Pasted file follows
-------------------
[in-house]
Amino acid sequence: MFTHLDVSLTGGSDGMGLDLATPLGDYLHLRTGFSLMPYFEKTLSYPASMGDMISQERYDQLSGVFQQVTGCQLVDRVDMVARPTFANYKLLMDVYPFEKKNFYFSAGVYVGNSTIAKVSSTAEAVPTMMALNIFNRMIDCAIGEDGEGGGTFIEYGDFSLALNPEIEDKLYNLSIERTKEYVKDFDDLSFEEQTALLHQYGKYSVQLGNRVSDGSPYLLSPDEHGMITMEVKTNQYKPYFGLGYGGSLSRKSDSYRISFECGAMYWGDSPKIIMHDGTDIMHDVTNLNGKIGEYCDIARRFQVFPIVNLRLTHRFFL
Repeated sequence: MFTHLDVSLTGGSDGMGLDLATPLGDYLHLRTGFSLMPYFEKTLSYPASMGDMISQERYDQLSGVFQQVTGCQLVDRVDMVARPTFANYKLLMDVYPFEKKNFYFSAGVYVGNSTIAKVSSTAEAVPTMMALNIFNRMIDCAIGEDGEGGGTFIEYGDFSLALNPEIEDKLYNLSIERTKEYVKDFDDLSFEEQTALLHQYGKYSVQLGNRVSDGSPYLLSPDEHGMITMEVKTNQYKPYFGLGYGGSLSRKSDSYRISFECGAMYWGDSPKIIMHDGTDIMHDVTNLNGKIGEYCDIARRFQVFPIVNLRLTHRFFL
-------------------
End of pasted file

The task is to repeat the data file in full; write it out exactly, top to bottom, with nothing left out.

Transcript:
[in-house]
Amino acid sequence: MFTHLDVSLTGGSDGMGLDLATPLGDYLHLRTGFSLMPYFEKTLSYPASMGDMISQERYDQLSGVFQQVTGCQLVDRVDMVARPTFANYKLLMDVYPFEKKNFYFSAGVYVGNSTIAKVSSTAEAVPTMMALNIFNRMIDCAIGEDGEGGGTFIEYGDFSLALNPEIEDKLYNLSIERTKEYVKDFDDLSFEEQTALLHQYGKYSVQLGNRVSDGSPYLLSPDEHGMITMEVKTNQYKPYFGLGYGGSLSRKSDSYRISFECGAMYWGDSPKIIMHDGTDIMHDVTNLNGKIGEYCDIARRFQVFPIVNLRLTHRFFL
Repeated sequence: MFTHLDVSLTGGSDGMGLDLATPLGDYLHLRTGFSLMPYFEKTLSYPASMGDMISQERYDQLSGVFQQVTGCQLVDRVDMVARPTFANYKLLMDVYPFEKKNFYFSAGVYVGNSTIAKVSSTAEAVPTMMALNIFNRMIDCAIGEDGEGGGTFIEYGDFSLALNPEIEDKLYNLSIERTKEYVKDFDDLSFEEQTALLHQYGKYSVQLGNRVSDGSPYLLSPDEHGMITMEVKTNQYKPYFGLGYGGSLSRKSDSYRISFECGAMYWGDSPKIIMHDGTDIMHDVTNLNGKIGEYCDIARRFQVFPIVNLRLTHRFFL